Amiad’s Sigma Pro and the Mini Sigma are multi-screen, polymeric, automatic self-cleaning agricultural irrigation screen filters designed to be user-friendly, durable, efficient and easy to install. Both filters have flexible inlet-outlet configurations for versatile installation options. They come in three different models, with the Sigma Pro sizes ranging from 4″ to 8″ and the Mini Sigma (which is considerably smaller) sizes ranging from 2” to 4″.

The Sigma Pro and the Mini Sigma both have unique cleaning mechanisms that use minimal energy. The cleaning cycle uses only 1.5 bar in comparison to other automatic self-cleaning screen filters on the market that use between 2 and 2.5 bar. 

The Sigma Pro and Mini Sigma are equipped with Amiad’s ADI-P Controller. The controller interacts with Amiad’s smartphone app and sends detailed filtration performance and data reports. The cleaning cycle is triggered by a DPS switch, but unlike other filters, the ADI-P controller allows the user to choose specific time intervals or initiate the cleaning cycle at any time.

The video above shows the cutting-edge Mini Sigma automatic, self-cleaning screen filter powered by Amiad’s unique suction-scanning technology.


What can happen if the filter cake continues to accumulate debris?

If the filter cake is not cleaned on a regular basis, it may become thick enough to clog the filter, eventually leading to reduced filtration performance and clogged emitters. Clogged irrigation emitters will not deliver the required water to your crops.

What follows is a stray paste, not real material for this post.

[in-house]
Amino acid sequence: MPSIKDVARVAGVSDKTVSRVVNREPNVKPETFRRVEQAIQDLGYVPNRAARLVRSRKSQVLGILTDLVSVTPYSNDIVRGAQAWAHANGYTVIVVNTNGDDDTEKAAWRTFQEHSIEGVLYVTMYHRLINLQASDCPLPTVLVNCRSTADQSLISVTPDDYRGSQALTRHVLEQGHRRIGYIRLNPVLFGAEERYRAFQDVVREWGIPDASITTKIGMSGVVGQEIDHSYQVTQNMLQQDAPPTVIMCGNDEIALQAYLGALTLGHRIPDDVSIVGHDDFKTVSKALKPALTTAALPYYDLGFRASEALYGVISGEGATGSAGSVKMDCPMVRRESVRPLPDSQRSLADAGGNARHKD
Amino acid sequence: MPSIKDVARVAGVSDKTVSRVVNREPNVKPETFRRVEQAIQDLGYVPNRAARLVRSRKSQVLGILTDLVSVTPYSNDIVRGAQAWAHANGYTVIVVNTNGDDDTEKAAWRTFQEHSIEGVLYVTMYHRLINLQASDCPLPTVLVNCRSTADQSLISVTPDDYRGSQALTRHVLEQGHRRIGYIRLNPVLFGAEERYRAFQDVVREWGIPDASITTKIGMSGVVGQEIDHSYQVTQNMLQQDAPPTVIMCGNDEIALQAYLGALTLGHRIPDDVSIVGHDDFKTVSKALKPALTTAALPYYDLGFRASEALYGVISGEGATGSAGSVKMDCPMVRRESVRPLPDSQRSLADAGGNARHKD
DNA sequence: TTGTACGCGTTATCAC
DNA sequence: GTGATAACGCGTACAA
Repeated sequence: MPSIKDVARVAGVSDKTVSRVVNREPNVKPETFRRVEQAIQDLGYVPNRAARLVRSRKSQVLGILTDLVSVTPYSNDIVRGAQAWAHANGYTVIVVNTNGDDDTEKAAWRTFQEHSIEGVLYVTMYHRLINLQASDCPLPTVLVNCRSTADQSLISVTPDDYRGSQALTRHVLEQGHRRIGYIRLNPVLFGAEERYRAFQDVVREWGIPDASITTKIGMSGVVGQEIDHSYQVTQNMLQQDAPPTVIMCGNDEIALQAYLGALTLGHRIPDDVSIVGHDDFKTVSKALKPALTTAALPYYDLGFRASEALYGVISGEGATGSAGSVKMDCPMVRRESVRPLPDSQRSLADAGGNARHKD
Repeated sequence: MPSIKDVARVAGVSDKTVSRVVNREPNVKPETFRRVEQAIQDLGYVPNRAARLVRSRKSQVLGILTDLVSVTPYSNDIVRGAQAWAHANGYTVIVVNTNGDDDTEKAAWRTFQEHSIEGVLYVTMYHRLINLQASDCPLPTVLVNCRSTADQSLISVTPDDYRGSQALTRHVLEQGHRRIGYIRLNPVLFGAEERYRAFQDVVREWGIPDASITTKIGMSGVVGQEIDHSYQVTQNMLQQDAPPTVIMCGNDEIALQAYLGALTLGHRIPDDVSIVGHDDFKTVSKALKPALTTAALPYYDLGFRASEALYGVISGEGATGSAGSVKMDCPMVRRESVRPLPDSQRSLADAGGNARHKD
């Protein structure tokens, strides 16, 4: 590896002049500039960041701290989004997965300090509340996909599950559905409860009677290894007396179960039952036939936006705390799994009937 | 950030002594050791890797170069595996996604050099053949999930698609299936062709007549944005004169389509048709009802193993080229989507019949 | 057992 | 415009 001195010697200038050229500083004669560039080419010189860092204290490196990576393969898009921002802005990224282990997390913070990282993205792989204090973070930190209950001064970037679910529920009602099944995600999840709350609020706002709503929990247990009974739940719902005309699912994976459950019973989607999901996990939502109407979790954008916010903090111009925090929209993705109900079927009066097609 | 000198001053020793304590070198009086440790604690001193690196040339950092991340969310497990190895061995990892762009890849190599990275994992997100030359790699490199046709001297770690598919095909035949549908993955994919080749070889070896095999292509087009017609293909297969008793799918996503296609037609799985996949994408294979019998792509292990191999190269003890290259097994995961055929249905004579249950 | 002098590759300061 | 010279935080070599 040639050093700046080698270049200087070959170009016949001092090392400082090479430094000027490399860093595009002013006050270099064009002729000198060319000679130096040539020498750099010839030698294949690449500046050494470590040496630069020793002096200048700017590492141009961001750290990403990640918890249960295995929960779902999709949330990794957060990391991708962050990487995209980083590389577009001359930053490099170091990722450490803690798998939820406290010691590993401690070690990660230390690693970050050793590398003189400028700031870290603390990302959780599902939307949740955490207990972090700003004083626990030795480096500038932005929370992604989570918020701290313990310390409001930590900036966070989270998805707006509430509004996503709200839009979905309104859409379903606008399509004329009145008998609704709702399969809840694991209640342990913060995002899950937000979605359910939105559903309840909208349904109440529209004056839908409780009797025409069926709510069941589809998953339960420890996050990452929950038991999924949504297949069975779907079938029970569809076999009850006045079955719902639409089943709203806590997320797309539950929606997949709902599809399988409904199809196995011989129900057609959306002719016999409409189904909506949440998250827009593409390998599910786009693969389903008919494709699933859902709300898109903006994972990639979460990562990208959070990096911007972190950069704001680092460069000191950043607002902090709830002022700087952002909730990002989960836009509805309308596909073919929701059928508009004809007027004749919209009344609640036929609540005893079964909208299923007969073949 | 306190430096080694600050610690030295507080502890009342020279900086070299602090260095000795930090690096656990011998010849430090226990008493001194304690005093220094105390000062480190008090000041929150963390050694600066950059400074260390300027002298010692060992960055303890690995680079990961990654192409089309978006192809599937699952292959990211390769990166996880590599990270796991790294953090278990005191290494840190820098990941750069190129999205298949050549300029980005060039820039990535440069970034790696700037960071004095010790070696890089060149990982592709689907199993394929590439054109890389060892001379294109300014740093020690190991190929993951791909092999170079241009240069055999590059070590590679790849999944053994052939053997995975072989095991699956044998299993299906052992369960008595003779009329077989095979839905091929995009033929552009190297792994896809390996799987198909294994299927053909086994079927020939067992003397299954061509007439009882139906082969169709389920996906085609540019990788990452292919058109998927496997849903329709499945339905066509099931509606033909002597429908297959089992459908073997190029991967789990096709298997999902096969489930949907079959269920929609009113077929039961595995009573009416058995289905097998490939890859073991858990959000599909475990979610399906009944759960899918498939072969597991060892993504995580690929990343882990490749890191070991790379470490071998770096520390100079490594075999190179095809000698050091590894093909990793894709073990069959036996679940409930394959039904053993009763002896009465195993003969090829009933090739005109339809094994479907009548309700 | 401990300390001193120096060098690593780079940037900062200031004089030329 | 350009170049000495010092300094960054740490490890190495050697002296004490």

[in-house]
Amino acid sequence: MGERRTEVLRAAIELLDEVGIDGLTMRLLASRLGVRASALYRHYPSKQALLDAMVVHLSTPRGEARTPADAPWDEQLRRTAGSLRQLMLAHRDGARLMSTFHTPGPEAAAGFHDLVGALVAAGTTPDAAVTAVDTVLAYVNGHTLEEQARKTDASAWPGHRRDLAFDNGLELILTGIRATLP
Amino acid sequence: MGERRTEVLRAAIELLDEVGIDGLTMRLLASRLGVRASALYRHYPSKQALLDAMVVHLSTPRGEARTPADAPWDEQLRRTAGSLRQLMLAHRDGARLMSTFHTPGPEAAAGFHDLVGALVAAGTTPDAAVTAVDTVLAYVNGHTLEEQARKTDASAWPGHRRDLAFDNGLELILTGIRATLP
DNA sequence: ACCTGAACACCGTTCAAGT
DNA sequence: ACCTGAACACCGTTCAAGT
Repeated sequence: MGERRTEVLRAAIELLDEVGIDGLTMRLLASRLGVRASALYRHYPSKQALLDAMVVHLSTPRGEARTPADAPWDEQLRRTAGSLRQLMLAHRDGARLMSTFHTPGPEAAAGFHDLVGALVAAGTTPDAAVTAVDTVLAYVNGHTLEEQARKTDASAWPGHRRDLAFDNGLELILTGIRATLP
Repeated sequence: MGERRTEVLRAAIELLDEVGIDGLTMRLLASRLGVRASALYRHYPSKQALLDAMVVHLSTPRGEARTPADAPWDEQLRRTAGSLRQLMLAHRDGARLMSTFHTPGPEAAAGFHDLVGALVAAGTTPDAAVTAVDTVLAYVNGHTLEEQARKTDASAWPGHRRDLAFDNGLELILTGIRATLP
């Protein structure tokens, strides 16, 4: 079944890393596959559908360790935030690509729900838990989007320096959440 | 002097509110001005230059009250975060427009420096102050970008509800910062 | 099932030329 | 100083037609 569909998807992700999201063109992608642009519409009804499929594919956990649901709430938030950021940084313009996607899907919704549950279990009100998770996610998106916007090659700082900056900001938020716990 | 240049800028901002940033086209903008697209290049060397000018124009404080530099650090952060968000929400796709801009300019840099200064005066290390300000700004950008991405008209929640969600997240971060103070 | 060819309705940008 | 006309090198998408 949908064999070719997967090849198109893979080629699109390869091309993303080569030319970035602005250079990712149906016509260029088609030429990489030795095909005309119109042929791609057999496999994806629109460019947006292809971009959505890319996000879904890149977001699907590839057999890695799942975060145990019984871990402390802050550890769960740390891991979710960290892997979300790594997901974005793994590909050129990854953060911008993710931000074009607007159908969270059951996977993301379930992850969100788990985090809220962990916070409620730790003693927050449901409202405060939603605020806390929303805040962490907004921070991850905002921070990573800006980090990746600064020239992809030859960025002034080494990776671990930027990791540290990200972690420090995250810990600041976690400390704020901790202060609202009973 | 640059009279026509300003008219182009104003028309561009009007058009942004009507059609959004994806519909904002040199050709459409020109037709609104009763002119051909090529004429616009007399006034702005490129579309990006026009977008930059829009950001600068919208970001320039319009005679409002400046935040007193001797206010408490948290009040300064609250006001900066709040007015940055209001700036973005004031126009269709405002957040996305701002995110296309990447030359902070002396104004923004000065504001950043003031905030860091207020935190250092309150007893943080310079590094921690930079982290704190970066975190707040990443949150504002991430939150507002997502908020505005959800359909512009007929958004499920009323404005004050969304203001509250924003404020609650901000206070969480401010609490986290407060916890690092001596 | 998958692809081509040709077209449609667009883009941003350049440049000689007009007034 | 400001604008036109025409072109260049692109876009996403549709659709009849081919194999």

Which water sources are used for agricultural irrigation?

High-quality water sources for agricultural irrigation are becoming more and more limited in their availability and increasingly expensive. This has led to the use of more economical and more accessible reclaimed water and/or non-potable fresh water, for example, well water.

Are self-cleaning screen filters more economical?

Yes! Having to manually maintain and clean filters is both time-consuming and labor-intensive. Automatic self-cleaning irrigation filters save time and manpower expenses and since they use the exact amount of water needed for cleaning, water isn’t wasted.


*The Bluetooth® word mark and logos are registered trademarks owned by the Bluetooth SIG, Inc. and any use of such marks by Amiad Water Systems is under license. Other trademarks and trade names are those of their respective owners.

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Case Study Mini Sigma Pecan Grove